As a member of SEDEX (Supplier Ethical Data Exchange), we use this platform and associated independent tools to help us assess our supplier performance. For our global contracts, over 92% of vendors are SEDEX registered. In addition, we continue to seek registration of all high-risk suppliers with the SEDEX platform. To enhance and expand our due diligence process, we revised our assessment criteria, bringing additional suppliers within scope for assessment in 2020. This work is ongoing and we expect to complete it in 2021. In 2020, 68% of high-risk
suppliers were registered with SEDEX and of these, 36% had independent SMETA (SEDEX Members Ethical Trade Audit) audits in place.
Where we become aware of ethical issues within our supply chain, we seek to engage with our suppliers directly. We favour working with suppliers to address any issues and where concerns are confirmed, we look for a clear roadmap for positive resolution including implementation of a corrective action plan within a defined period and verification of completion. Where suppliers fail to adequately engage or take the necessary steps to remedy the issues identified, we will take action, up to and including termination of the business relationship.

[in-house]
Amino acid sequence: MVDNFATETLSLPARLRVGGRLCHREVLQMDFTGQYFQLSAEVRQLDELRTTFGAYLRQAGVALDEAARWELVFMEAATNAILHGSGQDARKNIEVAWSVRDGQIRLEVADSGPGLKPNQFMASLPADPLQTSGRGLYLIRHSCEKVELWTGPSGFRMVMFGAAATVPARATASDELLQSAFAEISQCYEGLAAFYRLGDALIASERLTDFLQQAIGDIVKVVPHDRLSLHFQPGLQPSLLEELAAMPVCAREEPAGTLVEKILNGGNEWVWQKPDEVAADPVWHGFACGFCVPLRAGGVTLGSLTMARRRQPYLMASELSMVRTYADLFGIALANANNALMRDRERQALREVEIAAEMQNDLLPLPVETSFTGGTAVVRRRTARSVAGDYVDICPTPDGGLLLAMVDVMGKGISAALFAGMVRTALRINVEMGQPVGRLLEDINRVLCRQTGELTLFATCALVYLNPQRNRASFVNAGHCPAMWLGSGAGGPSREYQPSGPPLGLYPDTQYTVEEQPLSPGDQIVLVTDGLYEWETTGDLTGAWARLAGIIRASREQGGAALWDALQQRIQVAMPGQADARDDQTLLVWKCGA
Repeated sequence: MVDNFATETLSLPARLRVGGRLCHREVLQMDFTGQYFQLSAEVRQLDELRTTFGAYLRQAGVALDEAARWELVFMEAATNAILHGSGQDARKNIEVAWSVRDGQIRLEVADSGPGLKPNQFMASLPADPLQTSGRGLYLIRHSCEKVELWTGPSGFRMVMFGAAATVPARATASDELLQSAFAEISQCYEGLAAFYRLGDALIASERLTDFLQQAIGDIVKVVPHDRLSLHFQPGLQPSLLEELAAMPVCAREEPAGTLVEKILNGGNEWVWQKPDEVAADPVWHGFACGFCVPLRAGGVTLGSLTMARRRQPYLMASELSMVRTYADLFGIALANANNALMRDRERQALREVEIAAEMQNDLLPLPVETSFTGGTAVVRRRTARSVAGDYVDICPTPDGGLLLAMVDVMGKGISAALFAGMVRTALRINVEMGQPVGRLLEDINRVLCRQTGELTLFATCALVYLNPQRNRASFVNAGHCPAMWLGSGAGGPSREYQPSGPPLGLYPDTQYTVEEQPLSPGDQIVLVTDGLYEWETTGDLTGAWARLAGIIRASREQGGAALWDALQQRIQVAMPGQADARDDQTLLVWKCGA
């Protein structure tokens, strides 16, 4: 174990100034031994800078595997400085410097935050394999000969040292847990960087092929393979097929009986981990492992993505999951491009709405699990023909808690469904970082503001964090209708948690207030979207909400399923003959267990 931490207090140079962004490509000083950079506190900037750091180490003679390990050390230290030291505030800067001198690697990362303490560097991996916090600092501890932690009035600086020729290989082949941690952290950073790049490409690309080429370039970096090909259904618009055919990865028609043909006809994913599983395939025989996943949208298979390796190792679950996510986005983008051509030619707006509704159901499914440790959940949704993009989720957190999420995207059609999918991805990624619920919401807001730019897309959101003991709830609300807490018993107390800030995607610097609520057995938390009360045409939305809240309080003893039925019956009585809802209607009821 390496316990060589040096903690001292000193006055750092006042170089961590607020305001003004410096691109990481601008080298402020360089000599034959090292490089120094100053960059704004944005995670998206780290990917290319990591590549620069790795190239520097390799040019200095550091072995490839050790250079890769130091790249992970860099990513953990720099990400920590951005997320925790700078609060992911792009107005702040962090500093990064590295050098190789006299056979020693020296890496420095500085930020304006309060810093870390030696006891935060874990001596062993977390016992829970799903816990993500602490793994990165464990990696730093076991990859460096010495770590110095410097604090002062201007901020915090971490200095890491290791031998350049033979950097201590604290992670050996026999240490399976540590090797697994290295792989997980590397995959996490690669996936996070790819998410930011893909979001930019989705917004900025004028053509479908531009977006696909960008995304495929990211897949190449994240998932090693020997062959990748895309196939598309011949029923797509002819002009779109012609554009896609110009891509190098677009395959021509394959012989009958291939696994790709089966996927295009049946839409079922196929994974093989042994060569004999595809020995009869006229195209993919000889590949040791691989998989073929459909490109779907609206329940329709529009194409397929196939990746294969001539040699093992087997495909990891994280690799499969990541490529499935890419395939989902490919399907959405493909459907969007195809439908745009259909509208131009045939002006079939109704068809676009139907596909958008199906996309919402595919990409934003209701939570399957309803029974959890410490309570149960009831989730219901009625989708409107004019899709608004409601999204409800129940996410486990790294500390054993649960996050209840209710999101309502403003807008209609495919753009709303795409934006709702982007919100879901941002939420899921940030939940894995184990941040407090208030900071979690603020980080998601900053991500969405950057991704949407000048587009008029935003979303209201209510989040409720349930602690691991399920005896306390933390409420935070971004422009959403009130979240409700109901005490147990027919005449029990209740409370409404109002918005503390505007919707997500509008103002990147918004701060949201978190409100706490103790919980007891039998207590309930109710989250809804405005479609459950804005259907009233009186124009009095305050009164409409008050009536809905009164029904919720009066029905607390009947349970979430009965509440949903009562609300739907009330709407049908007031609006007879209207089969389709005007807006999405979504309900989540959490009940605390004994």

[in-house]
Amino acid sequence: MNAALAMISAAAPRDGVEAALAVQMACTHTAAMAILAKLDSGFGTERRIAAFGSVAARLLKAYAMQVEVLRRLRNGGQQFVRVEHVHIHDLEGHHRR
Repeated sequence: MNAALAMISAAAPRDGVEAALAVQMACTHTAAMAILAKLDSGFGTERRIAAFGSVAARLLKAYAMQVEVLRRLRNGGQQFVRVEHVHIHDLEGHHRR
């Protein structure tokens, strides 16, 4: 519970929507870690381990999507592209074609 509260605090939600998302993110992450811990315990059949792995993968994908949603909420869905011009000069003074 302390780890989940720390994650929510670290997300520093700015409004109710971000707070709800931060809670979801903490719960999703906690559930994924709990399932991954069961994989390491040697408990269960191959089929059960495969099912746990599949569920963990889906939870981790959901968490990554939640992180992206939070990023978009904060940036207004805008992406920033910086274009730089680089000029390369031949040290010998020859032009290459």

We are aware that even with due diligence processes in place, incidents of modern slavery can occur and so we extend our facility for anonymous reporting of concerns to those within our supply chain.
We are committed to creating effective grievance mechanisms and addressing and remedying adverse human rights impacts.
The Express a Concern Ethics Hotline can be accessed in more than 100 languages and is available 24 hours a day, 7 days a week. Users can report a concern anonymously, and their report will be logged with a unique ID, which they can use to check on the status of the concern raised without providing personal contact information.